The attorneys at the Law Office of Bryan Fagan, PLLC are eager to share some tid-bits of knowledge with you in regard to Temporary Orders hearings and how best to prepare for them. In the previous four parts of this series we discussed subjects such as child custody, documents to prepare for the hearing itself as well as general courtroom decorum once the hearing has begun.
In this, the fifth edition of our the series, we will get into a deep dive associated with preparing you to be a witness in a temporary orders hearing. This blog post should not be taken as Gospel-level truth but it is based on the collective experiences of the family law attorneys with the Law Office of Bryan Fagan, PLLC.
If, after reading this article, you have any questions associated with divorce, child custody cases, temporary orders or anything having to do with your family please do not hesitate to contact our office to schedule an appointment with an Houston divorce attorney.
Our consultations are always free of charge and at the very least can help clarify some questions that you may have. With that said- let’s get back into the courtroom.
Calm, Cool and Collected: You as a witness
In the event that you are being cross examined by an opposing attorney it is essential that you remain calm no matter what is being asked of you. Even if this means revealing a truth that is hurtful to you personally or to your case in general, you must keep your composure.
Answering questions in a manner that can be perceived to be disrespectful, antagonistic or angry can influence a judge or jury in a significant way. “Be the bigger man/woman,” is about the best advice I can provide in this regard. Even if every fiber of your being is screaming out to call your spouse a four-letter word- don’t do it.
Remember- the lawyer asking you these questions does not have anything against you personally. There is no secret vendetta against you (although it can certainly seem that way). Your spouse’s attorney is asking you pointed and revealing questions that are intended to help their case and hurt yours.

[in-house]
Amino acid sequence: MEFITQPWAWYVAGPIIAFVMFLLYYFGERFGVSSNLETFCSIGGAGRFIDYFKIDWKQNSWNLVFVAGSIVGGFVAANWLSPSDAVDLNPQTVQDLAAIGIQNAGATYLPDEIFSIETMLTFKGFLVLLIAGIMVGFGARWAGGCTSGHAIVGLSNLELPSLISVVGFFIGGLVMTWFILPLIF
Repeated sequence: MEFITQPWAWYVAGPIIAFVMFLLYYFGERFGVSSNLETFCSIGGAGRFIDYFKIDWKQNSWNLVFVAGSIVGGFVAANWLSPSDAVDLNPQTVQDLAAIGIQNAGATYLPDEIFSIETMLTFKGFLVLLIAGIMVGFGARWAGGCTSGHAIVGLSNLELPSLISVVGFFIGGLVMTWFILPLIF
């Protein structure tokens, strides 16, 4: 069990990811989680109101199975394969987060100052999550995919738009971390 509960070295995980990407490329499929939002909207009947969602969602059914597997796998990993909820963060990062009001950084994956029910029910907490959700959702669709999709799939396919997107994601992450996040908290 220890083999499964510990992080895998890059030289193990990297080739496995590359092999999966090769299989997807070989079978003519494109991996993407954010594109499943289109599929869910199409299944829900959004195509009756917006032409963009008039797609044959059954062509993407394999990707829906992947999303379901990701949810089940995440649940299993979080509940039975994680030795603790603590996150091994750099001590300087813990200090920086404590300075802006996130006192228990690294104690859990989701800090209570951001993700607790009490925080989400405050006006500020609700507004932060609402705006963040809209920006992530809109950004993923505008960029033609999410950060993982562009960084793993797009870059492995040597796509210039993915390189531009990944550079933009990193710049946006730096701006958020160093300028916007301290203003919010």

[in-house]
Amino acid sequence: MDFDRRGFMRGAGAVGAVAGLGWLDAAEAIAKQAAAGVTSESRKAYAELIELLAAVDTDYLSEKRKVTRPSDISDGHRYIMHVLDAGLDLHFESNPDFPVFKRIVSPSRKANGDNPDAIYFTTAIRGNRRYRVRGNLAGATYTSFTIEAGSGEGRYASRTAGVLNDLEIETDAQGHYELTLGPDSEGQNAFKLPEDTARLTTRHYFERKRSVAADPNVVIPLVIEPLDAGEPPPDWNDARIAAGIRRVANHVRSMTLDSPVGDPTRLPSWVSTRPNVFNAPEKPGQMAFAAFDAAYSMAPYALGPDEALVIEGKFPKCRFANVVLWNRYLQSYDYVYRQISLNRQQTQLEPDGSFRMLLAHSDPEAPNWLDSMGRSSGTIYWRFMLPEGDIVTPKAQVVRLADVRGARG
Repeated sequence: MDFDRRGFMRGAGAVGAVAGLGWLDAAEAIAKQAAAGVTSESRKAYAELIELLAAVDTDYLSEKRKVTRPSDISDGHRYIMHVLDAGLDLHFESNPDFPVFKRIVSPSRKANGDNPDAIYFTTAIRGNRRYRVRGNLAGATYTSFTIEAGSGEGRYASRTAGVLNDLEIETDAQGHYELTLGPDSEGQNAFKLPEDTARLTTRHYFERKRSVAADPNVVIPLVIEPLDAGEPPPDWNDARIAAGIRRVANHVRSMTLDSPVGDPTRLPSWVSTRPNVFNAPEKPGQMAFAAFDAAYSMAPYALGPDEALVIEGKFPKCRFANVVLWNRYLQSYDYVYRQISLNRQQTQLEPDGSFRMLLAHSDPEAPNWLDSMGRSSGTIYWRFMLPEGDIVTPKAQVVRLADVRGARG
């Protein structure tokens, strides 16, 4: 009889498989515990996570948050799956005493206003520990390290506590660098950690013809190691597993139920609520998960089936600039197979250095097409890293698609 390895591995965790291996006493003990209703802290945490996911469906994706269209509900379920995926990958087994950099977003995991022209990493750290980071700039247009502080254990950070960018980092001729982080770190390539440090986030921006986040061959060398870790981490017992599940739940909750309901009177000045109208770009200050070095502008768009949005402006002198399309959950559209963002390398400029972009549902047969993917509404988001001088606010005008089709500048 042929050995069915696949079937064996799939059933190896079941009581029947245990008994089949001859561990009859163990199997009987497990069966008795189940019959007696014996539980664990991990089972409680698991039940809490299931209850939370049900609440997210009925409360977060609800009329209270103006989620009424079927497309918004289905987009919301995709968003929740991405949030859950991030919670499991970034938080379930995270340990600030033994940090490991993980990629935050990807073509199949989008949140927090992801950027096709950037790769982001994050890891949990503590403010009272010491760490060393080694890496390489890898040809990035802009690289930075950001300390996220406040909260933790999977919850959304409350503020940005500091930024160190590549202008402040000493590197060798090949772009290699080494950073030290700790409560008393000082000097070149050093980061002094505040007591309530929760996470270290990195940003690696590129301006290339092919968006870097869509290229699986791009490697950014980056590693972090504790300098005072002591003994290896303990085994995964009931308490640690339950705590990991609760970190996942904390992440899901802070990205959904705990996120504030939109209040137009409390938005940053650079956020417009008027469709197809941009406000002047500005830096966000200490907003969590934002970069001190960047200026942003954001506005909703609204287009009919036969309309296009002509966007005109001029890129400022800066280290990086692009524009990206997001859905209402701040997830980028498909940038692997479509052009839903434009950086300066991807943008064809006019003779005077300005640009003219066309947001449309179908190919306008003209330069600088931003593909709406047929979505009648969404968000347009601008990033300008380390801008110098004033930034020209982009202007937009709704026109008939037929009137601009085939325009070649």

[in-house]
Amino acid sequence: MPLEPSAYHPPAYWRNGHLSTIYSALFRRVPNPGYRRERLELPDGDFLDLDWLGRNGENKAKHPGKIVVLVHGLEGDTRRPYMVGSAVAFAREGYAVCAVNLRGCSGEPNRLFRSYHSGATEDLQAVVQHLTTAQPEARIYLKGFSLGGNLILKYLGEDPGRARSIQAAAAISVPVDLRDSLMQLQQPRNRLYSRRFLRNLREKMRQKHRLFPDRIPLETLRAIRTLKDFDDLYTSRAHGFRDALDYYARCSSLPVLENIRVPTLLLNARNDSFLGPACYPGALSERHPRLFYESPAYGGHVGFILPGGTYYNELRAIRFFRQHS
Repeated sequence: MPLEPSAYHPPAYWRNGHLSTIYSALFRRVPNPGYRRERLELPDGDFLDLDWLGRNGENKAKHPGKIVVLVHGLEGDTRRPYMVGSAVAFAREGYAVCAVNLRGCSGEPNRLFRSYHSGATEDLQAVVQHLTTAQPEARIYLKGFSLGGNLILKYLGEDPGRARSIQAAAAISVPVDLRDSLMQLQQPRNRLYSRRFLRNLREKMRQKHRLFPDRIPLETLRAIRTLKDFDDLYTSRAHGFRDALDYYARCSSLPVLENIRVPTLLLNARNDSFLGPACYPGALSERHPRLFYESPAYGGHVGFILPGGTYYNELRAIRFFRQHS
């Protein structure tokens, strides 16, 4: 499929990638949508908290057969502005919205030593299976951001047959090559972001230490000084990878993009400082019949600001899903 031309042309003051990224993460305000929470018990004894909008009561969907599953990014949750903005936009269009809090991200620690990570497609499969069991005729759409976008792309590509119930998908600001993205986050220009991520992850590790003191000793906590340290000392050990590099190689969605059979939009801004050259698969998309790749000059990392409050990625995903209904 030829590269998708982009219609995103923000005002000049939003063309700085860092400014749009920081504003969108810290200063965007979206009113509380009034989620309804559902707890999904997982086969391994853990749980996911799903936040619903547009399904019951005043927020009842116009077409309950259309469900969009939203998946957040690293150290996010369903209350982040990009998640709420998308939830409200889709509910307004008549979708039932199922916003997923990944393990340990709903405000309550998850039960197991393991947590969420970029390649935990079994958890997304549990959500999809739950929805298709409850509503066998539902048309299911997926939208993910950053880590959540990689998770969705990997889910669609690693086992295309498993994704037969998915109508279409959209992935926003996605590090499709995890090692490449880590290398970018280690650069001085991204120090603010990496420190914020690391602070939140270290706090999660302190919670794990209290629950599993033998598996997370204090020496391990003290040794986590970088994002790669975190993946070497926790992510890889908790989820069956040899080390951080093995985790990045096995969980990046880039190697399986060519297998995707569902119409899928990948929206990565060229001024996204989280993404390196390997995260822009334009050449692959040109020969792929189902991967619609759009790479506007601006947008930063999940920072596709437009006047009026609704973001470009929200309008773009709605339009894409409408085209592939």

This is the same level of advocacy that your attorney is putting forth against your spouse. Answer questions from your spouse’s lawyer in the same manner you would questions from your own lawyer.
No comments from the peanut gallery
If another witness is testifying during your temporary orders hearing you should not make comments to yourself or another person. You should not react by throwing up your arms or making any significant bodily movement in response to testimony.
It is understandable to be upset by or surprised with the words of a witness in a child custody or divorce case. Your children, your finances and your peace of mind are at stake in this type of hearing and keeping control of your emotions can be difficult. Do your best to maintain composure and treat the courtroom and the judge with respect.
A play vs. Improvisation: How to approach your testimony
A favorite comparison of mine when talking to clients about their testimony in a temporary orders hearing is to compare it to actors performing on a stage. There are actors who read and review scripts and prepare for a performance that is carefully and meticulously planned out in advance.
Think of Broadway shows at the highest level and your son’s elementary school production of “The Wizard of Oz” on the lower end of the performance spectrum. If someone forgets a line or loses their place in the dialogue the entire show can be ruined.
Another type of performance is based on the improvisational skills of the actors. In such a performance, there is no script and the actors create plot, dialogue and thematic elements on their own without the aid of preparation. I may be showing my age here but the show, “Whose Line Is It Anyways?”, was a popular show in the late 1990s and early 2000s that featured improvisational acting.